By Nabilah Mohammad

The shadow of the human immunodeficiency virus (HIV) or acquired immunodeficiency syndrome (AIDS) has hung over the world for years, but a lot has changed since the first version of antiretroviral therapy (ART) was introduced in the late 1980s. To a large extent, the disease has been tamed, turning what was once a virtual death sentence into a treatable condition, thanks to medical advancements.

HIV is an incurable virus that attacks the immune system. The HIV infection weakens the body’s immune defences by destroying white blood cells known as the CD4 (T-cell) lymphocytes that function to protect the body against attacks by bacteria, viruses and other harmful pathogens[1]. Consequently, the body will no longer be able to effectively fight infections, which places the infected person at heightened risk of serious diseases.

According to Singapore’s Ministry of Health (MOH), there were 313 new cases of HIV infections reported among Singapore residents in 2018 and 18 per cent of them were Malay[2]. The Ministry also reported that majority of the new cases were males, and more than half were between 20 and 49 years old. As of end 2018, the total number of HIV-infected Singapore residents is 8,295, of whom 2,034 had passed away.

Among these statistics are stories far more complex than the numbers. There are many myths about what it means to be living with HIV. The lack of information is one of the factors that may lead to serophobia – a term that describes the irrational fear HIV-negative individuals have towards a person living with HIV (PLHIV). Many misconceptions about the disease remain – from whom it affects, to how it is actually transmitted.

The Karyawan team met with three Malay PLHIVs to share their experiences as they revealed the untold story of PLHIVs among the community.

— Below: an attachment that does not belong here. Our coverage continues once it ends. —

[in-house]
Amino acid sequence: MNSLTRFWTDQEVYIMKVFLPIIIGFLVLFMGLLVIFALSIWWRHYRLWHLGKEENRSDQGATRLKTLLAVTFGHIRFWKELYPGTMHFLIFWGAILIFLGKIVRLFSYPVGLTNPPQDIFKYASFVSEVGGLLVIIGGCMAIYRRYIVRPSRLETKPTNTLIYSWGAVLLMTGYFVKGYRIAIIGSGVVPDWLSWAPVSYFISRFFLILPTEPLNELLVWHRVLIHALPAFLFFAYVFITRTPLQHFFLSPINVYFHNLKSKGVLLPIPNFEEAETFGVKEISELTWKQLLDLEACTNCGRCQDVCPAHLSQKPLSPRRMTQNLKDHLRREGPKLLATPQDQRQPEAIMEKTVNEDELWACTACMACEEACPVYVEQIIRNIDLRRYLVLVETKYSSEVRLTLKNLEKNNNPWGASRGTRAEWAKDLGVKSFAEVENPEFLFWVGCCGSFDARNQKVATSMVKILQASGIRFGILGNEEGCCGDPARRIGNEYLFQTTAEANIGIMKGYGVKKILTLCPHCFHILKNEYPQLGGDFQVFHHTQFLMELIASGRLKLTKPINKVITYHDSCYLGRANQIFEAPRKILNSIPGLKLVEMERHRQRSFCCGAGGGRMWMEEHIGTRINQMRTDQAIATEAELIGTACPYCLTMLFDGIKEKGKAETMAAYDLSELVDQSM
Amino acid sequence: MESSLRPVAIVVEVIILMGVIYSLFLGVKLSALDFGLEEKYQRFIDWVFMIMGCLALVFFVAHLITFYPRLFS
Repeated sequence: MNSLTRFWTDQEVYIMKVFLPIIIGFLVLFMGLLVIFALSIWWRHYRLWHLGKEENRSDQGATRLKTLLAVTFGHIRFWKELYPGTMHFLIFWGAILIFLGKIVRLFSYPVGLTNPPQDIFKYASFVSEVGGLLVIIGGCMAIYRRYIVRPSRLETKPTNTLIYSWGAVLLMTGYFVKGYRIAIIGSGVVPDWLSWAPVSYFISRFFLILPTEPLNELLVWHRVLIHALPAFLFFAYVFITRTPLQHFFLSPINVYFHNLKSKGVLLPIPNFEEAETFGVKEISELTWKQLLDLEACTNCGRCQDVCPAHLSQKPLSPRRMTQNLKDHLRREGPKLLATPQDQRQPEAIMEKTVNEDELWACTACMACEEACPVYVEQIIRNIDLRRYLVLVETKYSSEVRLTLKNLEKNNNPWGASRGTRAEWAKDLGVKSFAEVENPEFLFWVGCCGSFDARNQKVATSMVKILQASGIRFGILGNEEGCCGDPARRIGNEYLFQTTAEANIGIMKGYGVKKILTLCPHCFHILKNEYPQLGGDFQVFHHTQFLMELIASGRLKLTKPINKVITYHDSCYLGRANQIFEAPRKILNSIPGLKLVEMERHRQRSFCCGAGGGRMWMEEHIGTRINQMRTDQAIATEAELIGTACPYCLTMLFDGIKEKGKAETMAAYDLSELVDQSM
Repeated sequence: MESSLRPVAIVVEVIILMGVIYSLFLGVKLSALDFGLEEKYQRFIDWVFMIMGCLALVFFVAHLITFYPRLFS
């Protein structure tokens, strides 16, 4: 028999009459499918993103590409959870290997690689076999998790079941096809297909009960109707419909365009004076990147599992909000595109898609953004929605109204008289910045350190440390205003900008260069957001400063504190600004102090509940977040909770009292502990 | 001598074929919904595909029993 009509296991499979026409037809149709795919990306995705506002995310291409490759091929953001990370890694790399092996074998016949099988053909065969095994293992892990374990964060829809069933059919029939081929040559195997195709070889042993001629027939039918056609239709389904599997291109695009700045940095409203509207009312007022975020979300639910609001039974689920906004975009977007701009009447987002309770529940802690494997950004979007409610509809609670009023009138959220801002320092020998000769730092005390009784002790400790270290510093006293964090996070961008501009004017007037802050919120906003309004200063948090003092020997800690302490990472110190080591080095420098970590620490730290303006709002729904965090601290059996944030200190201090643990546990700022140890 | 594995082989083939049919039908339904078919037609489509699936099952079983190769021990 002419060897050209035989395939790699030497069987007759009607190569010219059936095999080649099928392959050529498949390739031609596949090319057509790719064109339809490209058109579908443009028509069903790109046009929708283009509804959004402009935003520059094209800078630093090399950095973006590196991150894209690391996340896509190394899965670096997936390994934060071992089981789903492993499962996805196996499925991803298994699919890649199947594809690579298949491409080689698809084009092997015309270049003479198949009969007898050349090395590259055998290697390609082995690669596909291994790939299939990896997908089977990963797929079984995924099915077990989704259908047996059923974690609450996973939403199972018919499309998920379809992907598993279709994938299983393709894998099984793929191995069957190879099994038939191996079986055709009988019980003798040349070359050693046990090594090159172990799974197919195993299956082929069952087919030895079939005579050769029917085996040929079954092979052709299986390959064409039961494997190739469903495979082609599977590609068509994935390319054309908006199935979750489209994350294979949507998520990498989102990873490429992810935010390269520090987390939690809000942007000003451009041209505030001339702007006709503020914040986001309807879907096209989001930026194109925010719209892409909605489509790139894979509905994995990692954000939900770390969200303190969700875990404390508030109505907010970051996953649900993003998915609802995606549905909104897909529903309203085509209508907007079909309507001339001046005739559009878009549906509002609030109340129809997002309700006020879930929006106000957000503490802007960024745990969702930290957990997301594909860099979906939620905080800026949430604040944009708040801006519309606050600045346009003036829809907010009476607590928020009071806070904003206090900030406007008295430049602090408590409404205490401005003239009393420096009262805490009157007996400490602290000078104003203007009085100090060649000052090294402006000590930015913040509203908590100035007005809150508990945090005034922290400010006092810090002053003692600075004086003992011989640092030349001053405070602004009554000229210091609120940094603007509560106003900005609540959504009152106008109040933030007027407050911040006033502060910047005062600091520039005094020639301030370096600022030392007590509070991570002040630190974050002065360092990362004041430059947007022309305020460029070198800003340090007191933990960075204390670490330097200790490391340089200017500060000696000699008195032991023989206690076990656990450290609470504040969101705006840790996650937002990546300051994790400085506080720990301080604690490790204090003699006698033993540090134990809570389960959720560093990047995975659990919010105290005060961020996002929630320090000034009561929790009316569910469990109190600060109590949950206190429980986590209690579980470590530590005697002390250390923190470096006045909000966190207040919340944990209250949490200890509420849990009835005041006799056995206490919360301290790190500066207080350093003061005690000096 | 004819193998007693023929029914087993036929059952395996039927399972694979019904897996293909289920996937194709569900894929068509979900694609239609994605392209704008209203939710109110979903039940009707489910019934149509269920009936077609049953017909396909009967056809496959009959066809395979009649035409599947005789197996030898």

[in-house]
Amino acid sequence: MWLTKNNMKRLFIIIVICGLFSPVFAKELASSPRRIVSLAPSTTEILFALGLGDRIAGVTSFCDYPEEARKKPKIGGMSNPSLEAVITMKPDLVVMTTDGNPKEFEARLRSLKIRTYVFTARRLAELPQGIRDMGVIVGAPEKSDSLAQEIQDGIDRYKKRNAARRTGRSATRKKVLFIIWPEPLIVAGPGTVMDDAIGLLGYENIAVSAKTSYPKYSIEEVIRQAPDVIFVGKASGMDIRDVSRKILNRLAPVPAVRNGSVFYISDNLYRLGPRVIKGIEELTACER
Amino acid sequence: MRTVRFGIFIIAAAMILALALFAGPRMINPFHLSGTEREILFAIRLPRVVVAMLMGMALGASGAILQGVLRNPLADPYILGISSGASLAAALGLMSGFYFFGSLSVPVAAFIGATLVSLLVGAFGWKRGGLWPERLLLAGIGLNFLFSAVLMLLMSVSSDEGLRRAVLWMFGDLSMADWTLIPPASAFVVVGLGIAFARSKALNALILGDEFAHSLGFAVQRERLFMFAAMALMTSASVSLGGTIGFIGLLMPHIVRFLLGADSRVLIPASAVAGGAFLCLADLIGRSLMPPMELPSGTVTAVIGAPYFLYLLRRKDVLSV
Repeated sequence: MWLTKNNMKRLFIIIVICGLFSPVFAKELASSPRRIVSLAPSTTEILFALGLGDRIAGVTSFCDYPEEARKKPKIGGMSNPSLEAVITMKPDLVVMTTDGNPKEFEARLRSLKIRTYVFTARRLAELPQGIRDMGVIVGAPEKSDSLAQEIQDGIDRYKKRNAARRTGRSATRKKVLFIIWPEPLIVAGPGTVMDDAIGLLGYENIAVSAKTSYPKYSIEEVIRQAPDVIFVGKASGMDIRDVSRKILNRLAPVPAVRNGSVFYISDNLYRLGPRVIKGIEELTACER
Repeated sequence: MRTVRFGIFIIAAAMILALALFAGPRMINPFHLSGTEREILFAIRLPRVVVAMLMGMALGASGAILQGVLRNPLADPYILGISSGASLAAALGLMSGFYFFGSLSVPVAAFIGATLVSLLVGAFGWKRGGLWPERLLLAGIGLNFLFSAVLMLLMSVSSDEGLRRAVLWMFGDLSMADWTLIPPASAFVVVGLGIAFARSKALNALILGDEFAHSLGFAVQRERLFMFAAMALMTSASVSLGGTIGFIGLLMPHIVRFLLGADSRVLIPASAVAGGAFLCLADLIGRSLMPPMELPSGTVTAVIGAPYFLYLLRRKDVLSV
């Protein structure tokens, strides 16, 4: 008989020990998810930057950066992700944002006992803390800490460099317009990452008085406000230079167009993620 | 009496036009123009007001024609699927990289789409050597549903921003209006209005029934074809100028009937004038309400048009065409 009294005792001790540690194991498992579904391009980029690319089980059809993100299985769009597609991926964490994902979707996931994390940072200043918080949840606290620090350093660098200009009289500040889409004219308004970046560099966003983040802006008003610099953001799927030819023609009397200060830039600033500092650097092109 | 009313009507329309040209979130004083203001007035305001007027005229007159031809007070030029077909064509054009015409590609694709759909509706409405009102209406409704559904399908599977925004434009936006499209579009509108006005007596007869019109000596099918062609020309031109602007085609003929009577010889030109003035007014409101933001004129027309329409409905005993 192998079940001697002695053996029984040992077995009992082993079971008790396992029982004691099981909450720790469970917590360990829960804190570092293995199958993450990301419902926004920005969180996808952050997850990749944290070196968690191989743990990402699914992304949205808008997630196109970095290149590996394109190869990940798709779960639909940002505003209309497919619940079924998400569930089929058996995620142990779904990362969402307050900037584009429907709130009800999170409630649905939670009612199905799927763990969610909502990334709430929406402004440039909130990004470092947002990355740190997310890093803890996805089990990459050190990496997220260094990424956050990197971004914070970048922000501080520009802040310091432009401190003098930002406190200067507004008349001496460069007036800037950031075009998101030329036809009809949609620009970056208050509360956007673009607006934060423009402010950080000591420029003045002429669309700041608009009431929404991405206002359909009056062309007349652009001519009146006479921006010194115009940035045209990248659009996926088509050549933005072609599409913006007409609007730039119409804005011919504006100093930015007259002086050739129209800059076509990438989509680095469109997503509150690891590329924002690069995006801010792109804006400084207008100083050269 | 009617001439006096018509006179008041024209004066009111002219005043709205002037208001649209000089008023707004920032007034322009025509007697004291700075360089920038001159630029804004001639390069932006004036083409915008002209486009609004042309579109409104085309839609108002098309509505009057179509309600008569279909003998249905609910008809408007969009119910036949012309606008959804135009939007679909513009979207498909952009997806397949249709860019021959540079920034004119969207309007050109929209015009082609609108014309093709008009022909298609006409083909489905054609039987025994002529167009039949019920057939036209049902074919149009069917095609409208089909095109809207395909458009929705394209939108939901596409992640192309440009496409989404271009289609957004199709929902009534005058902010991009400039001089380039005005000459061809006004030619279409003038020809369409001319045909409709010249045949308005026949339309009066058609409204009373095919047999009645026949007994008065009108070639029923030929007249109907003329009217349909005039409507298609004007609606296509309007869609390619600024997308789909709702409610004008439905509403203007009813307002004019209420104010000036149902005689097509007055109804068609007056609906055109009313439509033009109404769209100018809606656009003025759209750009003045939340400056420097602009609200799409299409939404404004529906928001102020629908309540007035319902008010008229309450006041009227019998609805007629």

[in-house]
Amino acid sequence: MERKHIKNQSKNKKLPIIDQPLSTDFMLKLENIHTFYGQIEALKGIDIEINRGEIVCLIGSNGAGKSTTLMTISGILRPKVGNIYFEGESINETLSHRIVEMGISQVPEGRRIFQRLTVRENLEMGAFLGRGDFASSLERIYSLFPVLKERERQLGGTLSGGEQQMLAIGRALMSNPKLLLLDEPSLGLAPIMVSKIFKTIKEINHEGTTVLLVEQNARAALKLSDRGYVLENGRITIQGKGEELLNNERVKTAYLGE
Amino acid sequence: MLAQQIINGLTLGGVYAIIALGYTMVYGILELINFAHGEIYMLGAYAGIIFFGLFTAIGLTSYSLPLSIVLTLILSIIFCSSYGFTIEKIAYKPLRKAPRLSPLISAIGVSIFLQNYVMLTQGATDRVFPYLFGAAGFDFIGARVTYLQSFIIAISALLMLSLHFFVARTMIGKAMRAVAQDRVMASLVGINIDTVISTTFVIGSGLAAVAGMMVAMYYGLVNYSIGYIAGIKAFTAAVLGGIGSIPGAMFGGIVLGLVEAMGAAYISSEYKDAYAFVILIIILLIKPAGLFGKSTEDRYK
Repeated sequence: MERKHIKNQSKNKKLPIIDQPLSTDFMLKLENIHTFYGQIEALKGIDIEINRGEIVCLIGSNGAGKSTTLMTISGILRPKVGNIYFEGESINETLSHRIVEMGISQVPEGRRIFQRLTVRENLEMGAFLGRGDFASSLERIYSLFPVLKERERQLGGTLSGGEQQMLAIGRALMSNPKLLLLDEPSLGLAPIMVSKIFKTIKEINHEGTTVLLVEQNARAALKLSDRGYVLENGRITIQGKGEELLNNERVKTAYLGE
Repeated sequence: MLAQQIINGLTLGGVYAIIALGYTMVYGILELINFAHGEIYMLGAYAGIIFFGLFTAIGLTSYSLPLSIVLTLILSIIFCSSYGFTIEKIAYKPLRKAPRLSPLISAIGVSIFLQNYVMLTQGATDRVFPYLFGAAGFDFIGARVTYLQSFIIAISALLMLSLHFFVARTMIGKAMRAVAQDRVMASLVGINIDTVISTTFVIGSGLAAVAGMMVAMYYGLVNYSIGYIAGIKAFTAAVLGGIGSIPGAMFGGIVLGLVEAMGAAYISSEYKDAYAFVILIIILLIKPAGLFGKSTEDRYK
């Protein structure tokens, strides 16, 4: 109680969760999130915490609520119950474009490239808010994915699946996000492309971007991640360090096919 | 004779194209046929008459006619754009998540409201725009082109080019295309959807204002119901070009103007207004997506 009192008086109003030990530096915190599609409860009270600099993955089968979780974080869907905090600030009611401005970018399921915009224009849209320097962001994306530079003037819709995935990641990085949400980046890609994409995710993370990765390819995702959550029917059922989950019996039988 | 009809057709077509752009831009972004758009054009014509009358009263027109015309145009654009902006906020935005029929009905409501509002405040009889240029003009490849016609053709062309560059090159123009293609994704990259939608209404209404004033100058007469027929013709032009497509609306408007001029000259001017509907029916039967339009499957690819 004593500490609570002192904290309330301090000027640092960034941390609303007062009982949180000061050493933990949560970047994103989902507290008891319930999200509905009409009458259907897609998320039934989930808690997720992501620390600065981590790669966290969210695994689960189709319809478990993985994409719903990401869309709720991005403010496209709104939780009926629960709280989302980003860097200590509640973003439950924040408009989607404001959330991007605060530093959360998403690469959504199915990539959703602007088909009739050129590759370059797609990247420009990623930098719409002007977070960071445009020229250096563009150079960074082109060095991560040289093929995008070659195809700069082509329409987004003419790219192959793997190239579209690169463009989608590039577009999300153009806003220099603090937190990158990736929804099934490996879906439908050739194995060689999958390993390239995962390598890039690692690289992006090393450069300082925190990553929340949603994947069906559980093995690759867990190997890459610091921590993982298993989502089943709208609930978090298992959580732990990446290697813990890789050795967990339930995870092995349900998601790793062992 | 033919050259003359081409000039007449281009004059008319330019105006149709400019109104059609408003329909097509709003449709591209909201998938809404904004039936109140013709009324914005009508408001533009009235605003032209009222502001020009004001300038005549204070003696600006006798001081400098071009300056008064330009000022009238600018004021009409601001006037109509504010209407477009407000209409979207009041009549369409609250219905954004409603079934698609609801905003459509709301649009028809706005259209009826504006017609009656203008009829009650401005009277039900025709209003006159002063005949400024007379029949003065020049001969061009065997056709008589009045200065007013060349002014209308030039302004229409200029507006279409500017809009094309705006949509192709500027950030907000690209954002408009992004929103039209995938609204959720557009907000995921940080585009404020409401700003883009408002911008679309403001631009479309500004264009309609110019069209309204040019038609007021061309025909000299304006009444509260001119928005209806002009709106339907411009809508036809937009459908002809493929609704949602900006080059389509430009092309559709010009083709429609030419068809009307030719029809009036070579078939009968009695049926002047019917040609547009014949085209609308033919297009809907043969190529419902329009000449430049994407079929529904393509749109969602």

Fida (not her real name) is only 24 but she has been living with HIV since she was born. Fida, who is diagnosed with perinatally acquired HIV, lost her mother to AIDS when she was about 13 years old.

Fida shared, “I was born with HIV but I only found out about it when I was 12 years old. I had followed my parents to one of their medical appointments and I heard the doctor mention my parents’ HIV status. I then learned that, like my parents, I am also HIV-positive. My parents never told me about my condition. All I knew was that, growing up, I had to take medications daily, but I never knew what they were for. So I finally realised the pills and syrups that I’d been taking daily were my HIV medications.”

 For Fida, adherence can be more complicated for youths growing up with perinatal HIV, whose lifelong experiences with HIV, stigma, and medications may pose challenges to achieving viral suppression. This is different from those who acquire HIV later in life.

“After losing my mum, I was so affected that I couldn’t attend school for half a year. I was angry initially with everything that had happened to me, so I neglected my treatments and medications. Consequently, I kept falling sick, got admitted into the ICU, and lost so much weight. The hospital was like my second home until I turned 21,” she said.

Today, Fida is better at dealing with the situation and does not let her condition bother her too much. Fida refuses to let HIV define her or limit how she lives her life. She enjoys bowling during her free time, and is currently pursuing a diploma in electrical engineering at a local polytechnic. She is also a mentor to other HIV-positive children.

Fida, who is one of the few PLHIVs in Singapore to have shared their story publicly, wants more people to understand what it is like to live with HIV, and to educate them about the illness. She added that while there are efforts to raise awareness and educate the public about HIV and AIDS, the outreach is still not enough.